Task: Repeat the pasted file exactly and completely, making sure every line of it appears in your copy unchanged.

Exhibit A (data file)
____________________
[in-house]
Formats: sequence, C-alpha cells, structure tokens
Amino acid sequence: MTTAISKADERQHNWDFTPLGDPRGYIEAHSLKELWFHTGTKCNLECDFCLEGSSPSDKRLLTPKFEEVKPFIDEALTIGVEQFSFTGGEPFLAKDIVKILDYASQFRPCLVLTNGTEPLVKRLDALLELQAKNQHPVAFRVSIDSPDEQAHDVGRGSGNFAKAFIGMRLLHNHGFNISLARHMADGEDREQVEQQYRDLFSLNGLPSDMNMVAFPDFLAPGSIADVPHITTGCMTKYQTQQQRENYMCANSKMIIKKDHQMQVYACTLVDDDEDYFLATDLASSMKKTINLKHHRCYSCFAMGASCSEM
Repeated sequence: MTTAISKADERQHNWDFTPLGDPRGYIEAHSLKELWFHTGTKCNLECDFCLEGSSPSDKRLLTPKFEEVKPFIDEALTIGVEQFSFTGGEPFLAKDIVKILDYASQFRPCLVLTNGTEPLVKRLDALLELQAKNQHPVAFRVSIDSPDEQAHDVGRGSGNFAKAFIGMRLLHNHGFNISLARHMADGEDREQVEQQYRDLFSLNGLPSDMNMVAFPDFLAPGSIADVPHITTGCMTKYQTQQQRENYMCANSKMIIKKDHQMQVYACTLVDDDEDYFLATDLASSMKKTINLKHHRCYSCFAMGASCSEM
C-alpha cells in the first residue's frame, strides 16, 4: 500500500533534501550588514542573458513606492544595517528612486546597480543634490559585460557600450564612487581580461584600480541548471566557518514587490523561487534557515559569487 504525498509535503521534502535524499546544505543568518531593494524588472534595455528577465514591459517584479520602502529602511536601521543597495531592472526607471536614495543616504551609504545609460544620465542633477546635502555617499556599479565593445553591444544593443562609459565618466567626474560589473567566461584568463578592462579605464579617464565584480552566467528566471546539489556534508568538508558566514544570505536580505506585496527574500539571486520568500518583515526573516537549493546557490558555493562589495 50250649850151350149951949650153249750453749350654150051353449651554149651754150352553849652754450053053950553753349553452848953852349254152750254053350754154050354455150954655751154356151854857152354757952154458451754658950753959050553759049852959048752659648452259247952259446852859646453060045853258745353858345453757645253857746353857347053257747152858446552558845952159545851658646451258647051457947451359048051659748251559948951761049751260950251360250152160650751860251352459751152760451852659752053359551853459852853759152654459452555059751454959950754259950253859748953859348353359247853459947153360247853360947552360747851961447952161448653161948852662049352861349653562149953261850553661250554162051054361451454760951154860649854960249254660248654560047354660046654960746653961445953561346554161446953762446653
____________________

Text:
[in-house]
Formats: sequence, C-alpha cells, structure tokens
Amino acid sequence: MTTAISKADERQHNWDFTPLGDPRGYIEAHSLKELWFHTGTKCNLECDFCLEGSSPSDKRLLTPKFEEVKPFIDEALTIGVEQFSFTGGEPFLAKDIVKILDYASQFRPCLVLTNGTEPLVKRLDALLELQAKNQHPVAFRVSIDSPDEQAHDVGRGSGNFAKAFIGMRLLHNHGFNISLARHMADGEDREQVEQQYRDLFSLNGLPSDMNMVAFPDFLAPGSIADVPHITTGCMTKYQTQQQRENYMCANSKMIIKKDHQMQVYACTLVDDDEDYFLATDLASSMKKTINLKHHRCYSCFAMGASCSEM
Repeated sequence: MTTAISKADERQHNWDFTPLGDPRGYIEAHSLKELWFHTGTKCNLECDFCLEGSSPSDKRLLTPKFEEVKPFIDEALTIGVEQFSFTGGEPFLAKDIVKILDYASQFRPCLVLTNGTEPLVKRLDALLELQAKNQHPVAFRVSIDSPDEQAHDVGRGSGNFAKAFIGMRLLHNHGFNISLARHMADGEDREQVEQQYRDLFSLNGLPSDMNMVAFPDFLAPGSIADVPHITTGCMTKYQTQQQRENYMCANSKMIIKKDHQMQVYACTLVDDDEDYFLATDLASSMKKTINLKHHRCYSCFAMGASCSEM
C-alpha cells in the first residue's frame, strides 16, 4: 500500500533534501550588514542573458513606492544595517528612486546597480543634490559585460557600450564612487581580461584600480541548471566557518514587490523561487534557515559569487 504525498509535503521534502535524499546544505543568518531593494524588472534595455528577465514591459517584479520602502529602511536601521543597495531592472526607471536614495543616504551609504545609460544620465542633477546635502555617499556599479565593445553591444544593443562609459565618466567626474560589473567566461584568463578592462579605464579617464565584480552566467528566471546539489556534508568538508558566514544570505536580505506585496527574500539571486520568500518583515526573516537549493546557490558555493562589495 50250649850151350149951949650153249750453749350654150051353449651554149651754150352553849652754450053053950553753349553452848953852349254152750254053350754154050354455150954655751154356151854857152354757952154458451754658950753959050553759049852959048752659648452259247952259446852859646453060045853258745353858345453757645253857746353857347053257747152858446552558845952159545851658646451258647051457947451359048051659748251559948951761049751260950251360250152160650751860251352459751152760451852659752053359551853459852853759152654459452555059751454959950754259950253859748953859348353359247853459947153360247853360947552360747851961447952161448653161948852662049352861349653562149953261850553661250554162051054361451454760951154860649854960249254660248654560047354660046654960746653961445953561346554161446953762446653